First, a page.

The above mixture of oil and litharge, gently and carefully boiled in an open vessel till it thickens, becomes strong drying oil for dark colors. Boiled oil is sometimes set on fire purposely, in making printer's varnish and printing ink, and also for painting and the preparation of japanner's gold size. As dark and transparent colors are in general comparative ill driers, japanner's gold size is sometimes employed as a powerful means of drying them. This material may be prepared in the following manner: Asphaltum, litharge or red lead, burnt umber or manganese, finely powdered, of each 1 ounce; stir them into a pint of linseed oil and simmer the mixture over a gentle fire, or on a sand bath, till solution has taken place, scum ceases to rise, and the fluid thickens on cooling, carefully guarding it from taking fire. If the oil employed be at all acid or rancid, a small portion of powdered chalk, or magnesia, may be usefully added, and will assist the rising of the scum and the clearing of the oil by its subsidence; and, if it be kept at rest in a warm place, it will clear itself, or it may be strained through a cloth and diluted with turpentine for use.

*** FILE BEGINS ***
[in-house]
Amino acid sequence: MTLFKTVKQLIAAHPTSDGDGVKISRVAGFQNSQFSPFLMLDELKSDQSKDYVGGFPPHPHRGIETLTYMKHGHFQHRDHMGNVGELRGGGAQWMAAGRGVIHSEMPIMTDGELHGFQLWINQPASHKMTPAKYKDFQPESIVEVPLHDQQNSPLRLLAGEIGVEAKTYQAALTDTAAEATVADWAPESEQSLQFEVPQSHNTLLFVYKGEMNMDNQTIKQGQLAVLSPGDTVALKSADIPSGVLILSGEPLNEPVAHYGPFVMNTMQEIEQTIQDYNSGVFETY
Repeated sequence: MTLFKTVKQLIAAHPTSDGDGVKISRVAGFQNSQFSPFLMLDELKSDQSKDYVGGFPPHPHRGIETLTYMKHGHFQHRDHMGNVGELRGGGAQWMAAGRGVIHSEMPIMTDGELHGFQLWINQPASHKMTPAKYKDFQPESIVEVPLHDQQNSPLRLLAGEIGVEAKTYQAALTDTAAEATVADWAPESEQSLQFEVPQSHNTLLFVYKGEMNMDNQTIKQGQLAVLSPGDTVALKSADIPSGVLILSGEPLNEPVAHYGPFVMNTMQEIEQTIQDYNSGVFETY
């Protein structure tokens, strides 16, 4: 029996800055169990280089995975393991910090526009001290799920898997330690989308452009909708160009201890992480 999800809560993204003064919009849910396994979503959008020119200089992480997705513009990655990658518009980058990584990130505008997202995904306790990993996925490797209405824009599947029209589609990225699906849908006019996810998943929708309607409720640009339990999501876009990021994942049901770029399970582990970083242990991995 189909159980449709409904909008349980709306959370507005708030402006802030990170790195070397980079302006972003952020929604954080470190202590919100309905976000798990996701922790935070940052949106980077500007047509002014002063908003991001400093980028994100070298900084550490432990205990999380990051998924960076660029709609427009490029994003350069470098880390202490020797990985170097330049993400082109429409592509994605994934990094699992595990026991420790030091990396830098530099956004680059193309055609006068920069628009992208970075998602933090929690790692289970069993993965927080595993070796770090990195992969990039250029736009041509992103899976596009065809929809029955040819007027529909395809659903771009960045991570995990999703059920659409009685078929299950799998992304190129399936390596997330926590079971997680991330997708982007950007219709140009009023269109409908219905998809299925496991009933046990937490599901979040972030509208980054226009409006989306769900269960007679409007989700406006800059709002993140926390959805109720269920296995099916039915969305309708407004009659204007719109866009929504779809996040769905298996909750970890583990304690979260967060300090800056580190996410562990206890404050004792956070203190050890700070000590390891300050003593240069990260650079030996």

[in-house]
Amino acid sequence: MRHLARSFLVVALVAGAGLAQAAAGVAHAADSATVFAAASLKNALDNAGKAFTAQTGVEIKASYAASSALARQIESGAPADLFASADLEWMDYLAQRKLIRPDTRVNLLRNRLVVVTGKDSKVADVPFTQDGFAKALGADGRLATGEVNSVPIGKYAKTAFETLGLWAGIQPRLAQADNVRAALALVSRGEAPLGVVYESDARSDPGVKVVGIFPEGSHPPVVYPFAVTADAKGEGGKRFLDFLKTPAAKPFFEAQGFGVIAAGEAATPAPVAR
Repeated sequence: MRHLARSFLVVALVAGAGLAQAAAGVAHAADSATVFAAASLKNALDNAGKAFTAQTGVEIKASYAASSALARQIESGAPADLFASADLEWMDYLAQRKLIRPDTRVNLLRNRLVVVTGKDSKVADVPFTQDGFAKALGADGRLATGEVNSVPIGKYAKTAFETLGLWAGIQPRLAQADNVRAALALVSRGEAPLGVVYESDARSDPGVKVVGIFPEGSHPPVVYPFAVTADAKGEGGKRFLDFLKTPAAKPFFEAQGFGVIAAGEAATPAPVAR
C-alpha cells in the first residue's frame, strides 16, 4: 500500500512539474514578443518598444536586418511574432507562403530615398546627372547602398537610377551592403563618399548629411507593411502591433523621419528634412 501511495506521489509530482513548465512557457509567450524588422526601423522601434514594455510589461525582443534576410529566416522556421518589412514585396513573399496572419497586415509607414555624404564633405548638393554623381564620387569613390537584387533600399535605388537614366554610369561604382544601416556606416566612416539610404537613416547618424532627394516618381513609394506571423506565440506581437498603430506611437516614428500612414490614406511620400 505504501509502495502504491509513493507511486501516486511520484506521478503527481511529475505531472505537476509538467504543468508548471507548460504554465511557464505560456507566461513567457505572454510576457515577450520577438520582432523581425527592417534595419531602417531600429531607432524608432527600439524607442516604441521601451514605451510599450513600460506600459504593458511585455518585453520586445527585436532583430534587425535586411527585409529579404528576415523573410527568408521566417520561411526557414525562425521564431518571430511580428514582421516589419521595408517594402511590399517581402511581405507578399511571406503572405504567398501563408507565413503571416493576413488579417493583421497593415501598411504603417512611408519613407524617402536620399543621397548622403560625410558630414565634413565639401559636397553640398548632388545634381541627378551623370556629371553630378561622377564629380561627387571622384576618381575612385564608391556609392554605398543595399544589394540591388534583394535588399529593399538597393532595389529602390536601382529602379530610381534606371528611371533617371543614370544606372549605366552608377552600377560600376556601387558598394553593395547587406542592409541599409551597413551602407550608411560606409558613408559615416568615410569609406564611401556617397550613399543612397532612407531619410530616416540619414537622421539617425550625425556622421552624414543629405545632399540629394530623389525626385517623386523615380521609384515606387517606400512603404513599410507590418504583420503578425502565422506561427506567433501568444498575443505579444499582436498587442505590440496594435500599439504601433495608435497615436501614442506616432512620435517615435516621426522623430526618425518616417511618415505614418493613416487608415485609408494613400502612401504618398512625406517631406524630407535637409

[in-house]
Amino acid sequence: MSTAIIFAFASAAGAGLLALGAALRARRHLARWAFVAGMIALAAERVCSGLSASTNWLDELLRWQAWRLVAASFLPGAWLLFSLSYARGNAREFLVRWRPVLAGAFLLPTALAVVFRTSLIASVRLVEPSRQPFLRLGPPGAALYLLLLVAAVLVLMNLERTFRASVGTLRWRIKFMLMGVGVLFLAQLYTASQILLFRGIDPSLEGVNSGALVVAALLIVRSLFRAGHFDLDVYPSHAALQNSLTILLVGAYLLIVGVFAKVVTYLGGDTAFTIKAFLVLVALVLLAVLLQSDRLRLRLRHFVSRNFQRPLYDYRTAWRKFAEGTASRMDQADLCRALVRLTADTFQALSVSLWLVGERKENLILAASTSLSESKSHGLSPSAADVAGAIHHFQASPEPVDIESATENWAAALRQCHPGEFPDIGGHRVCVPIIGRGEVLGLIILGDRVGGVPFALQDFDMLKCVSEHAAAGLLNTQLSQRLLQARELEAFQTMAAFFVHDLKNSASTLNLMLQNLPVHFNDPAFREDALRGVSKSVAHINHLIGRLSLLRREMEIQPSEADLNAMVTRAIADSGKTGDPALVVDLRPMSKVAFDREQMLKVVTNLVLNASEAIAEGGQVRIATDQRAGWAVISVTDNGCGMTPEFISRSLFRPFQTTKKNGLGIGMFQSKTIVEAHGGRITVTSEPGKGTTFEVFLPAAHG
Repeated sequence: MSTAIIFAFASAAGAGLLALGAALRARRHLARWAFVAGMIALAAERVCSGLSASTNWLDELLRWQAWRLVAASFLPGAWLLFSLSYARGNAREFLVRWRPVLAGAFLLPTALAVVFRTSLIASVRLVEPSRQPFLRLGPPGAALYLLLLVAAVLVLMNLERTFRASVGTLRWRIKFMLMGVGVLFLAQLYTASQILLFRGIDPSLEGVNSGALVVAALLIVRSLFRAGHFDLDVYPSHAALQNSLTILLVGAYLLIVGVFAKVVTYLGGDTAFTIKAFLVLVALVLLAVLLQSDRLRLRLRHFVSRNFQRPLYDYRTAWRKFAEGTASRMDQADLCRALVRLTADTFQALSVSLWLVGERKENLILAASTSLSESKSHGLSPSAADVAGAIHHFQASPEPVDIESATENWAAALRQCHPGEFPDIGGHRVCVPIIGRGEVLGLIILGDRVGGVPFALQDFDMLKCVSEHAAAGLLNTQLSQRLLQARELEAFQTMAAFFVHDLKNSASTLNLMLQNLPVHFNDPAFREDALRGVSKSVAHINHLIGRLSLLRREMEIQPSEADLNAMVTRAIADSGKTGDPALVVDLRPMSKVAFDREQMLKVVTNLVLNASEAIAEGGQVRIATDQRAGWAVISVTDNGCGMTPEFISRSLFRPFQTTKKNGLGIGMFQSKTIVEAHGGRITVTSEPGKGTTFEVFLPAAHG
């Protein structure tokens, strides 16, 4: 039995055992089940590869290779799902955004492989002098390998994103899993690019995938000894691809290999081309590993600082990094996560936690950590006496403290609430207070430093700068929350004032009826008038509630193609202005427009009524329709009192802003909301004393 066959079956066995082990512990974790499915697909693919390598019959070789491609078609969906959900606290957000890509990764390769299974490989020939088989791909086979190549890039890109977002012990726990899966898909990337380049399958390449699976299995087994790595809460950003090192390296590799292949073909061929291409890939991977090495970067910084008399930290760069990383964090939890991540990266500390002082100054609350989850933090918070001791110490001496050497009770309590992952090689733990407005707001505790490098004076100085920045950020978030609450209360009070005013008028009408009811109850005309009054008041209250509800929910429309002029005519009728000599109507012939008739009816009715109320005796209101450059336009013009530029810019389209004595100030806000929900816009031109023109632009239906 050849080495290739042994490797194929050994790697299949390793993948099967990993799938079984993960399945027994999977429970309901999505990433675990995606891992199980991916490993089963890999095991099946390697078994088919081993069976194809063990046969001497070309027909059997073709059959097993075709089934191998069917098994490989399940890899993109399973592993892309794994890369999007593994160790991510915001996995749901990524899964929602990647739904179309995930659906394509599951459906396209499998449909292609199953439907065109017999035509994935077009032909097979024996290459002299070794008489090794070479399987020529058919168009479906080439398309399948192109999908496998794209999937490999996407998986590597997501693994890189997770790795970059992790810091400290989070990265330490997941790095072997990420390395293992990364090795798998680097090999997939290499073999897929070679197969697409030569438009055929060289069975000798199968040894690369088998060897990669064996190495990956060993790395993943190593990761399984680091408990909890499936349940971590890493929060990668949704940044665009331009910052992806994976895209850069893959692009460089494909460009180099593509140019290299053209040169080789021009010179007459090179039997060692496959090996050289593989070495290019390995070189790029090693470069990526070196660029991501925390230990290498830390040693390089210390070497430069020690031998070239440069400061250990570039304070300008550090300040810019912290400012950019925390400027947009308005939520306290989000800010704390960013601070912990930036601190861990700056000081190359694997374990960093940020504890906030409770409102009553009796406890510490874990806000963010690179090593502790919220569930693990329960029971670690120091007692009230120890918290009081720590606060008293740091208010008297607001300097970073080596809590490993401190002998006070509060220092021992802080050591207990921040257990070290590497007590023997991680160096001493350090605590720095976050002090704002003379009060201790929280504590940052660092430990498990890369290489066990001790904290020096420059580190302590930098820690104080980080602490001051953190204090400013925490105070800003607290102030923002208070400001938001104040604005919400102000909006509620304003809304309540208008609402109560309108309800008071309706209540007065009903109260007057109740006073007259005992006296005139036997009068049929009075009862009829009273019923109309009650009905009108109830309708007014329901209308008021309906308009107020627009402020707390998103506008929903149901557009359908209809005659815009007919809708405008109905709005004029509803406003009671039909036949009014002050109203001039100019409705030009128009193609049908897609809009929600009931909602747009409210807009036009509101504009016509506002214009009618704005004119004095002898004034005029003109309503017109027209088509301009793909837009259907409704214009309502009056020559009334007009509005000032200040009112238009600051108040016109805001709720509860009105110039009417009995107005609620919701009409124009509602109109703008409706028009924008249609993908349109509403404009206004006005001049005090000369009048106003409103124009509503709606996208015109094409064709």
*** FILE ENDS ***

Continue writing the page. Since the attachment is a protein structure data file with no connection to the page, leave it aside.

There is often a difficulty in obtaining the oils bright; after boiling or heating them with the lead solutions, the best way, on a small scale, is either to filter them through coarse woollen filtering paper, or to expose the bottle for some time to the action of the sun, or to place it in a warm situation; on a large scale, the fine oils are often filtered through Canton flannel bags. The litharge and sulphate of lead used in the above processes may be again rendered available for the same purpose by washing them in hot water to remove the adhering mucilage.